(Back to Top)

starydivider.jpg (6148 bytes)

Opening for Discipline Scientist at NASA (Hashima Hasan, NASA Headquarters)

I would like to call your attention to the opportunity to apply for the NASA Headquarters position of Ultraviolet/Visible/Gravitational Astrophysics (UVGA) Discipline Scientist, a key individual in this extremely active specialty within the Office of Space Science. It is very important for the scientific community to encourage interested colleagues to apply to these opportunities, as these individuals play a pivotal role in funding astronomical research and influencing NASA policies and programs.

 The successful candidate for this position will be responsible for the UVGA research and analysis program at NASA HQ and is expected to be the Program Scientist for a number of the high-priority scientific missions operating at UV/Visible/Gravitational wavelengths and expected to be launched during the coming several years. The individual will also play a leadership role in defining the UVGA program for the next millennium.

 Candidates for this position are sought from universities and other non-profit institutions via the Intergovernmental Personnel Act (IPA) program or from NASA Centers, JPL, and other US Government agencies via detailees. Normal tenure in these positions is from two to four years.

 These temporary positions at NASA Headquarters are outstanding opportunities for a leadership position within the scientific community, while contributing to NASA's outstanding scientific missions. Candidates for these positions are normally active researchers with at least 10 years of experience past the doctorate.

 This letter is to encourage nominations and enquiries. A formal advertisement for this position will appear in the June AAS Job Register.

 The applicant must be a U.S. citizen.

 Thank you for your consideration. (email:

 (Back to Top)

starydivider.jpg (6148 bytes)

New Gamma-Ray Burst Web Site (Kevin Hurley)

K. Hurley, UC Berkeley Space Sciences Laboratory, announces the opening of the 3rd Interplanetary Network web site at This site presently has four parts: 1. A bibliography of over 3000 publications on gamma-ray bursts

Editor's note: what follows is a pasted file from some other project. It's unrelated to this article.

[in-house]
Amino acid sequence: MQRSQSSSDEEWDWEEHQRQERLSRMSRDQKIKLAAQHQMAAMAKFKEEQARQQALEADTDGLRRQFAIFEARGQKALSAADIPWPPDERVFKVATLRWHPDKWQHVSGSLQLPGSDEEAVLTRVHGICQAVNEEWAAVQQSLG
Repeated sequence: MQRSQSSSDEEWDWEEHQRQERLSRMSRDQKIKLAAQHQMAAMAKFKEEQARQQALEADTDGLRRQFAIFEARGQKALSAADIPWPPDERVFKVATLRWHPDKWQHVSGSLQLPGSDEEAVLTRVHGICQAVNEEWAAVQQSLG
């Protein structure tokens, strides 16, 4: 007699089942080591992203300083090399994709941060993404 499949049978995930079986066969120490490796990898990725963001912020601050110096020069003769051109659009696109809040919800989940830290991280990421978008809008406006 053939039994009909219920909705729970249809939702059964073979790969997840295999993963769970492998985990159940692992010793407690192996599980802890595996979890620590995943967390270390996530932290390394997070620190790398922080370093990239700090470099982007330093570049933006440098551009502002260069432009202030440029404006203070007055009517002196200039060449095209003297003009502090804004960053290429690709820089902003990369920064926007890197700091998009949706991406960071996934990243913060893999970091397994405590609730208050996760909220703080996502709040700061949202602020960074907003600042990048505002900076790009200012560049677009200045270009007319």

2. IPN data on all bursts triangulated up to February 1998

 3. A master list showing which spacecraft observed which bursts

 4. Preliminary IPN data on the latest bursts observed

 (Back to Top)

starydivider.jpg (6148 bytes)

HEAD News at the January 1998 AAS Meeting (Lynn Cominsky, HEAD Press Officer)

Multi-wavelength studies of the ``Old Faithful'' black hole using data from NASA's Rossi X-ray Timing Explorer (RXTE) made another big media splash at a press conference on the first day (January 7, 1998) of the winter meeting of the American Astronomical Society in Washington, DC. The geyser-like nickname refers to the predilection of the micro-quasar source GRS 1915+105 to quasi-periodically spew jets of matter into space at relativistic velocities.

 The jets are detected at lower energies with ground-based telescopes, and their appearance is preceded by the sudden disappearance of the X-ray emitting accretion disk, which is believed to feed the jets. This behavior repeats every 20-40 minutes. The data show the first clear connection between the matter in the disk and the formation of jets in a black hole candidate system.

 Receiving media attention were scientists from the California Institute of Technology, the Massachusetts Institute of Technology, and NASA's Goddard Space Flight Center. The press conference included Caltech's Dr. Stephen Eikenberry, Dr. Ronald Remillard (MIT) and RXTE PI Dr. Jean Swank (NASA/GSFC). Eikenberry used the Mt. Palomar 200-inch telescope to observe infrared flares while at the same time, Remillard monitored X-ray dips from the same black hole using RXTE. A month later, Swank's team again observed the dips, this time with the accompanying flares observed in the radio and infrared by Dr. Felix Mirabel (Center d'Etudes de Saclay, France).

 Similar dipping behavior from GRS 1915+105 had been seen the previous year using RXTE, and had been studied and modelled extensively by other researchers including Swank and Dr. Tomaso Belloni in the Netherlands. However, the multi-wavelength data obtained in the fall of 1997, clearly demonstrated the linkage between the disappearance of the inner disk and the formation of the jets. Read more about the newest results showing ``Evidence for a Disk-Jet Interaction in the Microquasar GRS1915+105'' in the Astrophysical Journal (Letters), 494, L61 (Eikenberry et al. 1998).